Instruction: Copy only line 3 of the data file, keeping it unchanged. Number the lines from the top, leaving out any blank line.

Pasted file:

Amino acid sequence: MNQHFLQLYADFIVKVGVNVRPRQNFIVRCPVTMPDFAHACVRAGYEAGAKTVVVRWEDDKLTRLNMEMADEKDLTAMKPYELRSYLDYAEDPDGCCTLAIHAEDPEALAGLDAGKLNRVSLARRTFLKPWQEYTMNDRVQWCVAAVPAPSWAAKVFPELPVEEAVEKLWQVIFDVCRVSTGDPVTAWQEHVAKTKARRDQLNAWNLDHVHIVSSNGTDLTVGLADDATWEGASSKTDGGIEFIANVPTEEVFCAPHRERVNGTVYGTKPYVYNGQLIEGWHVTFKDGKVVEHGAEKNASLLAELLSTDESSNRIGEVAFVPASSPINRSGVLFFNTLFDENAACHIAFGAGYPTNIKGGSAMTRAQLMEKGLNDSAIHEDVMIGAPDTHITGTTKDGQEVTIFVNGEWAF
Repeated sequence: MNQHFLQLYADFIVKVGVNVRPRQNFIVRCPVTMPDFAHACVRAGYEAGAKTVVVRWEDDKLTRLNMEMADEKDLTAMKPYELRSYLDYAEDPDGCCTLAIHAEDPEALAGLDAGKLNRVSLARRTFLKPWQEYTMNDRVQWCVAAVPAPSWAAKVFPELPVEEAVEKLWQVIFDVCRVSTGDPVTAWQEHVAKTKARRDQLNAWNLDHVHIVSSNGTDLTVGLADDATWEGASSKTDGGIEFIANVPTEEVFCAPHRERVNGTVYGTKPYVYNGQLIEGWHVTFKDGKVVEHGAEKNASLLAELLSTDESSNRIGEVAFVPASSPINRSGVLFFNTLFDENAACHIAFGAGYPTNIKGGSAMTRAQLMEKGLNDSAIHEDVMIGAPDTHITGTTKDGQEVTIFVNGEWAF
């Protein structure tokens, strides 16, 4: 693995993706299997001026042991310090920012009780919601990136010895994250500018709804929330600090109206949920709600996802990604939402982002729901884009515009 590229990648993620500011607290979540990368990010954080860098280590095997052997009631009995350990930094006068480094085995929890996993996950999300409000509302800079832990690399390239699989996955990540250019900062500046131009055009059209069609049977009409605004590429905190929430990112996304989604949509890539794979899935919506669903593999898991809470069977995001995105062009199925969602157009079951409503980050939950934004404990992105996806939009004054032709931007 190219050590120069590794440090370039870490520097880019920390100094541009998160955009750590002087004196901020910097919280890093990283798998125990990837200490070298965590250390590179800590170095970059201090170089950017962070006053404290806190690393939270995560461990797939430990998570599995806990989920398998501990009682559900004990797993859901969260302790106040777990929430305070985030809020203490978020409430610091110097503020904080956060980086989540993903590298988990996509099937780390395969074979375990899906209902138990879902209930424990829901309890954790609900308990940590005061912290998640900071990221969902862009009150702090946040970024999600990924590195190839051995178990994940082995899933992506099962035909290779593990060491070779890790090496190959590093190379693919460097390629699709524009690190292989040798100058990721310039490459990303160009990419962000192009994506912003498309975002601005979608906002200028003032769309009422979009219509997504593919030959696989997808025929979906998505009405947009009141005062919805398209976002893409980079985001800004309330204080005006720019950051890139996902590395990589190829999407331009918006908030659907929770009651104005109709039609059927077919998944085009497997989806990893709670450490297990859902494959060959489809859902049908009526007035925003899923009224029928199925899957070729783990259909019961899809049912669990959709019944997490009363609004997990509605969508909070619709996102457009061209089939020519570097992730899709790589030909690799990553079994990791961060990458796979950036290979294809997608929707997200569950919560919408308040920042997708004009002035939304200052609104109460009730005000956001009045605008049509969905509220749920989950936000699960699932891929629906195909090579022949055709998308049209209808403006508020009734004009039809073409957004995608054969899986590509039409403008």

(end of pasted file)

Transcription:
């Protein structure tokens, strides 16, 4: 693995993706299997001026042991310090920012009780919601990136010895994250500018709804929330600090109206949920709600996802990604939402982002729901884009515009 590229990648993620500011607290979540990368990010954080860098280590095997052997009631009995350990930094006068480094085995929890996993996950999300409000509302800079832990690399390239699989996955990540250019900062500046131009055009059209069609049977009409605004590429905190929430990112996304989604949509890539794979899935919506669903593999898991809470069977995001995105062009199925969602157009079951409503980050939950934004404990992105996806939009004054032709931007 190219050590120069590794440090370039870490520097880019920390100094541009998160955009750590002087004196901020910097919280890093990283798998125990990837200490070298965590250390590179800590170095970059201090170089950017962070006053404290806190690393939270995560461990797939430990998570599995806990989920398998501990009682559900004990797993859901969260302790106040777990929430305070985030809020203490978020409430610091110097503020904080956060980086989540993903590298988990996509099937780390395969074979375990899906209902138990879902209930424990829901309890954790609900308990940590005061912290998640900071990221969902862009009150702090946040970024999600990924590195190839051995178990994940082995899933992506099962035909290779593990060491070779890790090496190959590093190379693919460097390629699709524009690190292989040798100058990721310039490459990303160009990419962000192009994506912003498309975002601005979608906002200028003032769309009422979009219509997504593919030959696989997808025929979906998505009405947009009141005062919805398209976002893409980079985001800004309330204080005006720019950051890139996902590395990589190829999407331009918006908030659907929770009651104005109709039609059927077919998944085009497997989806990893709670450490297990859902494959060959489809859902049908009526007035925003899923009224029928199925899957070729783990259909019961899809049912669990959709019944997490009363609004997990509605969508909070619709996102457009061209089939020519570097992730899709790589030909690799990553079994990791961060990458796979950036290979294809997608929707997200569950919560919408308040920042997708004009002035939304200052609104109460009730005000956001009045605008049509969905509220749920989950936000699960699932891929629906195909090579022949055709998308049209209808403006508020009734004009039809073409957004995608054969899986590509039409403008």